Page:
High-LVR mortgage lending still well below its ‘speed limit’

by Ksenia Stepanova28 Feb 2019

Banks have started utilising their new ‘speed limit’ of 20% for high LVR lending but the general attitude has remained one of caution, according to CoreLogic analysis.

High-LVR lending to owner-occupiers increased from 9.8% in December 2018 to 12.1% in January, though senior property economist Kelvin Davidson notes that the figure is still well below the approved leeway of 20%. Banks are continuing to enforce their stringent lending criteria, and are likely taking a strong note of the potential introduction of new capital requirements by the Reserve Bank.

RBNZ statistics showed that mortgage lending has risen by $360 million year on year, with the January 2019 figure sitting at $4.1 billion. These are the first statistics to emerge since RBNZ’s loosening of LVR restrictions last year, though a clearer picture of any impact is expected only in July.

“The loosened LVR restrictions have certainly had an immediate impact on lending flows,” Davidson told NZ Adviser. “High-LVR lending has gone up from less than 10% to 12%, and that’s the highest it’s been for some time.”

“High-LVR lending will probably provide a boost to transactions over the next few months, and that activity will likely have a positive effect on prices,” he stated. “It remains to see how large that effect will be, though it may be hard to extract it from the various other factors affecting the market at the moment; the recommendation for capital gains tax, for example.”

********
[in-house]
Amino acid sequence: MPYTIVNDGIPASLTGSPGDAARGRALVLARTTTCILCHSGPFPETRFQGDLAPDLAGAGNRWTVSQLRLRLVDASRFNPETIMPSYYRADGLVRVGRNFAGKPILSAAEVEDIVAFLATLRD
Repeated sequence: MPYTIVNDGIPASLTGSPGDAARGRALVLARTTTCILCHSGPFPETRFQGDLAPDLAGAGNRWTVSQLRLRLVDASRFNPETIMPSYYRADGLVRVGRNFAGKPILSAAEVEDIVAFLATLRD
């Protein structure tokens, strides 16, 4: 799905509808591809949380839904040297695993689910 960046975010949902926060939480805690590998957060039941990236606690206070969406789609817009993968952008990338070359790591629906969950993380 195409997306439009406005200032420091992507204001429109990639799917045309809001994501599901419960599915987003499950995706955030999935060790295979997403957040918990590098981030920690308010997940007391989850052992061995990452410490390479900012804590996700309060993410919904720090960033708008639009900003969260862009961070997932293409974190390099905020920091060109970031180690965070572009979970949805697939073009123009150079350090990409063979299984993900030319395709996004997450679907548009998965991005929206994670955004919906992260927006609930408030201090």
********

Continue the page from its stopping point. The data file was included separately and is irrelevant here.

Davidson says a capital gains tax may add to the general sense of caution on the side of investors, whose lending flows are slightly down on last year.

“A capital gains tax may see people who might otherwise have sold holding on to their properties,” he explained. “The transactional impact there is easy to see. There might also be a spike in selling activity before the tax comes in, to try and avoid it – thought I would expect that effect to be relatively small. The Tax Working Group’s paper suggested an effect on prices, but internationally we’ve seen that that hasn’t been the case.”

“Cautious credit policies at banks have led to less investors taking out mortgages, but they’re nonetheless fairly active. It’s simply the case that borrowing levels haven’t changed a large amount in comparison to last year, so it’s not as though they’ve completely shut up shop.”

“Overall, we’d anticipate more increases in mortgage lending in 2019, but the growth is unlikely to be rampant,” he concluded in his report. “We wouldn’t be surprised to see the share of owner-occupier lending at high LVRs rise to about 15%, then flatten off (i.e. hit the old speed limit, but stay about 5%-points below the new speed limit).”


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